Printable Forms For Contacting Parents

Contacting home is often difficult. In some situations you may need to contact over 150 homes. Using these quick and simple forms for keeping in touch with parents and guardians.

  1. Alphabet Recognition - A great way to encourage parents to participate in their child's education. Here is the note to parents: Your child was recently tested on the upper case letters of the alphabet. Circled letters are letters your child did not recognize. Please help us master this skill at home. Thank you.
  2. Learning Contract Maker - Learning contracts help the teacher and student share the responsibility for achieving desired outcomes. Make a student-teacher contract for free with
  3. Online Good News / Bad News Reports - Too busy to tell students and parents how they are doing? This powerful tool allows you to send electronic feedback to up to 50 people by making one report. Your reports come with music and graphics too.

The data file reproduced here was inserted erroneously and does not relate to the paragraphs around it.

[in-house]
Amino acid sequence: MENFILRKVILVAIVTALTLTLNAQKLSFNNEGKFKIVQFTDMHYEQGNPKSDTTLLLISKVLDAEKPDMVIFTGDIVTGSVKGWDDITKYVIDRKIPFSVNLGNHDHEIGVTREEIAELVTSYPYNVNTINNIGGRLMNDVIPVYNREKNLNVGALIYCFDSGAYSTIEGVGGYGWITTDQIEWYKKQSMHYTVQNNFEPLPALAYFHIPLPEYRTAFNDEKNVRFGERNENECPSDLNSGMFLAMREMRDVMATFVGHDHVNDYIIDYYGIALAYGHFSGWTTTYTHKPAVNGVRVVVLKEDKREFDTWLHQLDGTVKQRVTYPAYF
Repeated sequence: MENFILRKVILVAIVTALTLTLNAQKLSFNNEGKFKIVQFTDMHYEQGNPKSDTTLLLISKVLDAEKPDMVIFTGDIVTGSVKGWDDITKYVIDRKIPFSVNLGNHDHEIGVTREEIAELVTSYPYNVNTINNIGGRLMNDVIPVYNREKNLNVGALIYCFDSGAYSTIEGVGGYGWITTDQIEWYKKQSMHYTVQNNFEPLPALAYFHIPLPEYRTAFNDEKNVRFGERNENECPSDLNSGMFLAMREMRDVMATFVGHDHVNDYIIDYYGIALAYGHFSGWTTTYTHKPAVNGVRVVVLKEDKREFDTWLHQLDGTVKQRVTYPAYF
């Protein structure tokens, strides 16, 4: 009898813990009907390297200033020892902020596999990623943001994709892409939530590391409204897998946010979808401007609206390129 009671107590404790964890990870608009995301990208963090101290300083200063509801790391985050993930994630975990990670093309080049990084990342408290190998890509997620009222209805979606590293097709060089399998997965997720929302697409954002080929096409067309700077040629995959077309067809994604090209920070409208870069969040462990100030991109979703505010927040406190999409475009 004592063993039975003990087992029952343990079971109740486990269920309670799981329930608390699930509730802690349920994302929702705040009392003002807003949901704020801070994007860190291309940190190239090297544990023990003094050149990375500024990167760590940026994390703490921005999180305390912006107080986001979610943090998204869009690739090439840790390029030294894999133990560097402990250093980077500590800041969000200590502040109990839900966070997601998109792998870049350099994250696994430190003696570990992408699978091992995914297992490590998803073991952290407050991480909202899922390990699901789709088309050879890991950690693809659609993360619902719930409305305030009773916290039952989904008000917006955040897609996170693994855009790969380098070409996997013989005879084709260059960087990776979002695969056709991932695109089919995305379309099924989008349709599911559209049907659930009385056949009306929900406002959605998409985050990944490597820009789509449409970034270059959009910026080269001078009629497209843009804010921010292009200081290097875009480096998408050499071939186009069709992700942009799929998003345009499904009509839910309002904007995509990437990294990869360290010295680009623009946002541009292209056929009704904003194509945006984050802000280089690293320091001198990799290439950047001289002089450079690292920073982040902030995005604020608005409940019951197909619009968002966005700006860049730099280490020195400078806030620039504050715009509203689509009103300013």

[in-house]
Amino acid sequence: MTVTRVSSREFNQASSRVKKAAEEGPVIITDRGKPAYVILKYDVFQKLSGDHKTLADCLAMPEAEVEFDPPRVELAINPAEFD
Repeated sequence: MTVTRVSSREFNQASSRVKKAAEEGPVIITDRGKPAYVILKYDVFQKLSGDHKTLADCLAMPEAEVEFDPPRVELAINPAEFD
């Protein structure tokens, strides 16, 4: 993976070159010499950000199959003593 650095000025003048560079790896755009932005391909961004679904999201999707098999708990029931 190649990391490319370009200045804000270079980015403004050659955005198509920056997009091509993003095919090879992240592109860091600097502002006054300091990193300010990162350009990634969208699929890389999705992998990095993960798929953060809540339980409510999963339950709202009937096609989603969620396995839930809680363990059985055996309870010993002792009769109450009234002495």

4. Parent / Teacher Conference Plan Generator - This generator can be used to make a helpful form that can assist you at all parent teacher conferences.
  5. Weekly Progress Report Generator - This generator creates reports that can be used to communicate a student's weekly progress with their parent/guardians. This should save you many phone calls.

Teacher Resources on Communicating With Parents

  1. Five Secrets for Parents to Help Encourage Responsible Use of the Internet - Simple tips to make your children safe and sound.
  2. How To Have A Successful Parent Teacher Conference - Communication with parents or guardians is an essential for students' growth and learning. One means of communication is the Parent-Teacher Conference. It is a time for parents and teacher to discuss a student in a constructive and beneficial manner.
  3. How to Effectively Use Report Cards - We look at how to make your comments effective and helpful for both students and parents.
  4. Report Card Comments - Tons of premade report card comments for you.
  5. Parent Conferences Teaching Ideas - Tips from practicing teachers.